A freed man is a former slave who was released from his previous state of bondage through a legal act.
The released slave (servus) in ancient Rome was called libertus in Latin after his release ( manumissio ). The freedman continued to be dependent on his former master, the patronus ; he was his client and had to perform certain services, to attend his master every day and to support him in elections, otherwise the release could be revoked ( revocatio in servitutem ). Only the children of the freedman were full citizens, but they carried the stigma of the former slaves in their ancestral line.
There were different ways of releasing slaves:
- by testamentum by testamentary disposition in the Testament
- per vindictam by legal act before the magistrate
- per censum with entry in the civil role as a free citizen by the Lord (this was rarely done and required the approval of public officials)
- per epistulam by sending a charter
- inter amicos , per mensam , per convivium through a simple declaration of intent in front of witnesses.
- The ransom was understood to mean the purchase of a slave with immediate release.
Officially released persons had most civil rights , but they were not allowed to hold any political or military offices and were not allowed to marry women or men from the senatorial class . In this regard, their status was comparable to that of the peregrini (free people without Roman citizenship). In the second, at the latest third generation, freedmen became citizens with equal rights.
The unofficial release gave a slave freedom without granting him political rights.
With the release, the slave took over the first name and gentile name of his master, while he continued the previous slave name as cognomen . That was the name of Tiro , the former slave of Marcus Tullius Cicero , after Marcus Tullius Tiro was released .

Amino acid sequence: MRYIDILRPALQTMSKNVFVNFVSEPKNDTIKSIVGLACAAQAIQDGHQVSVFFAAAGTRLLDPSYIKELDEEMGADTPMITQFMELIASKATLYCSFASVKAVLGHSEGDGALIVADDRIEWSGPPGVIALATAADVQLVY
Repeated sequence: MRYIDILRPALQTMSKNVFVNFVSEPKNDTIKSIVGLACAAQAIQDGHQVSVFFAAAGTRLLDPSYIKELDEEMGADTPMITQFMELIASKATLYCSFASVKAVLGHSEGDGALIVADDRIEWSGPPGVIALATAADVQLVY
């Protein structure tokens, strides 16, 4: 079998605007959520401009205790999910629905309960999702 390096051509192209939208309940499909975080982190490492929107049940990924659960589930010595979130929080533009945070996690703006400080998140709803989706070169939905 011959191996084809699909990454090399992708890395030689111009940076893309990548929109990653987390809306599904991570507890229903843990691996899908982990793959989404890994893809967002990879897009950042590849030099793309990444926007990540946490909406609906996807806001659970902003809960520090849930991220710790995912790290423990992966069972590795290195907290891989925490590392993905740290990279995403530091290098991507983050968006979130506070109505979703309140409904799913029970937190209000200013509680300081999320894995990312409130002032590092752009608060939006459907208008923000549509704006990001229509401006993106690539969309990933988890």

Releases were very common in Rome. Emperor Augustus tried to limit this by setting 30 years as the minimum age for a freedman. But there were exceptions when a freedman wanted to buy his children free. Numerous grave inscriptions show that the minimum age was often not observed. The release offered the masters several advantages: on the one hand, by the prospect of later release, they could offer their slaves an incentive to serve them particularly diligently; On the other hand, the duties of a freedman to his patron were considerable (especially since additional services could be determined individually), while the duty of care that a master had towards his slave according to the Roman understanding ceased to exist with the release. The fact that many unfree people were given the opportunity to save money in order to ultimately buy themselves free also offered the slave owner an additional incentive.
In general, slaves employed in the household had a very good chance of being released when they got old enough. It was different for slaves in agriculture and mining . Many funerary inscriptions show that the families of urban freedmen and slaves often kept very close together, so that formerly enslaved family members found themselves together again after their release.